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Cheetah Masai Mara '06

It’s been said that the real meaning behind photography is that it creates a “transfer of energy” across time and space. It is a way of capturing a bit of the dynamic content of the cosmos in a portable form. As in this photo of a cheetah that had spontaneously joined us on the hood of our Land Cruiser on the plains of the Massai Mara in Kenya several years ago.

And speaking of New Year’s resolutions, I’m reminded of the voyage mankind is taking, in this excerpt from the conclusion, of all things, of an essay I did called “French Fried, From Monticello to the Moon,” for the Chicago Literary Club.

“I’d like to take that long ladder of moon-bound French fries just one last step further into the future, as I wrap up this voyage through history. Albert Einstein thought that perhaps the greatest challenge facing mankind is to “widen our circle of compassion” across both time and space. Our ethnic and geopolitical squabbling might pale into insignificance if our compassionate circles were wide enough, he reasoned.

So let’s not longer worry whether the little fry is French, Belgium, American or Russian, but take it with us into the future, even into space, as a tasty treat for our frail band of wandering humanity, and continue to enjoy the good little things in life.

John Calvi, in a 1982 poem called “French Fries,” perhaps said it best, in his final stanza, when he wrote:
“Some think the army, the bombs and the guns
Will one day save all of our lives,
I don’t believe it — heat up your pans
Make peace, and lots of French fries.”

Happy New Year 2014!

My essay on fries can be found at http://www.chilit.org and then under, Roll of Members.

Albert Einstein’s transcendent admonition to mankind to “widen our circle of compassion” across both time and space, was central to the context of my history of the global socializing role of the French fry, when I addressed the tuber topic before The Chicago Literary Club. Here’s an excerpt from my essay:

“By now, you’re probably about done in, as well. So, I’ll bring this “appreciation of the french fry” to a close. But, I realize I’ve left out, until now, one final dimension from the title of this essay, which again is — French Fried: From Monticello to the Moon. What’s this about french fries and outer space, you ask? Well, in 1995, NASA and the University of Wisconsin at Madison, created a new technology with the goal of feeding astronauts on long space voyages, with a view to eventually feeding future space colonies. In October of that year, the potato became the first vegetable to be grown in outer space.

“It’s a funny thing, because one of my first assignments shortly after becoming a McDonald’s consultant, some 30 years ago, was to help associate McDonald’s image, as it approached its 30th anniversary, with the space age.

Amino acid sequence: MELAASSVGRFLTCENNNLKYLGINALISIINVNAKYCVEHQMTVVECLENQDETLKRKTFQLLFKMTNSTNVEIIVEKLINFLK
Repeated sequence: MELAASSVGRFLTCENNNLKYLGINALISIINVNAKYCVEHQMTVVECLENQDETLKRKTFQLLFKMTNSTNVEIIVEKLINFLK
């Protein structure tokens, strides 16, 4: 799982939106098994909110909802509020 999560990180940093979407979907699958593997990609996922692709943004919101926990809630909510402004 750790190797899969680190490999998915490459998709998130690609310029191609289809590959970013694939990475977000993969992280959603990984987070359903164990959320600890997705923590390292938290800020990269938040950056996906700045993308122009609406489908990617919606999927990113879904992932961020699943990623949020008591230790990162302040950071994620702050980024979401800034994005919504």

“One of the fun facts we worked up in support of the premise that McDonald’s menu might literally reach space one day, was to compute the number of McDonald’s french fries, strung end to end that it would take to reach the moon. To figure it out we sent for a box of fries and measured each one, then divided and determined the average length, and multiplied by the average mileage to the moon – a quarter million miles. If you’re curious, pick up a box of fries at McDonald’s, do the math, and see how close you get to 4.5 billion fries to the moon.

“I’d like to take that long ladder of moon-bound french fries just one last step farther into the future, as I wrap up this voyage through history. Albert Einstein thought that perhaps the greatest challenge facing mankind is to “widen our circle of compassion” across both time and space. Our ethnic and geopolitical squabbling might pale into insignificance if our compassionate circles were wide enough, he reasoned.

“So let’s no longer worry whether the little fry is French, Belgian, American or Russian, but take it with us into the future, even into space, as a tasty treat for our frail band of wandering humanity, and continue to enjoy the good little things in life.

“John Calvi, in a 1982 poem called “French Fries,” perhaps said it best, in his final stanza, when he wrote:

“Some think the army, the bombs and the guns
Will one day save all of our lives,
I don’t believe it – heat up your pans
Make peace, and lots of French fries.”

Here is a link to my complete essay: “French Fried: From Monticello to the Moon”

http://www.chilit.org/Papers%20by%20author/Ebeling%20–%20French%20Fried.htm

NBC-TV’s Today show this morning did a feature on the question of whether French Fries are really French, or from Belgium. Michelle Kosinski reported from Europe, while Willie Geist and the Today team speculated in New York.

The real answer to the question, and the fascinating history of the tantalizing tuber can be found in my 2005 essay, “French Fried: From Monticello to the Moon,” which I researched and presented to the Chicago Literary Club in 2005. Having headed corporate communications for McDonald’s for 15 years, I had a head start on the subject.

You can read the essay online by going to http://www.chilit.org and entering “French Fried” in the search box.

P.S.If you can’t wait to know, the answer is…what we call French Fries probably came from Belgium!

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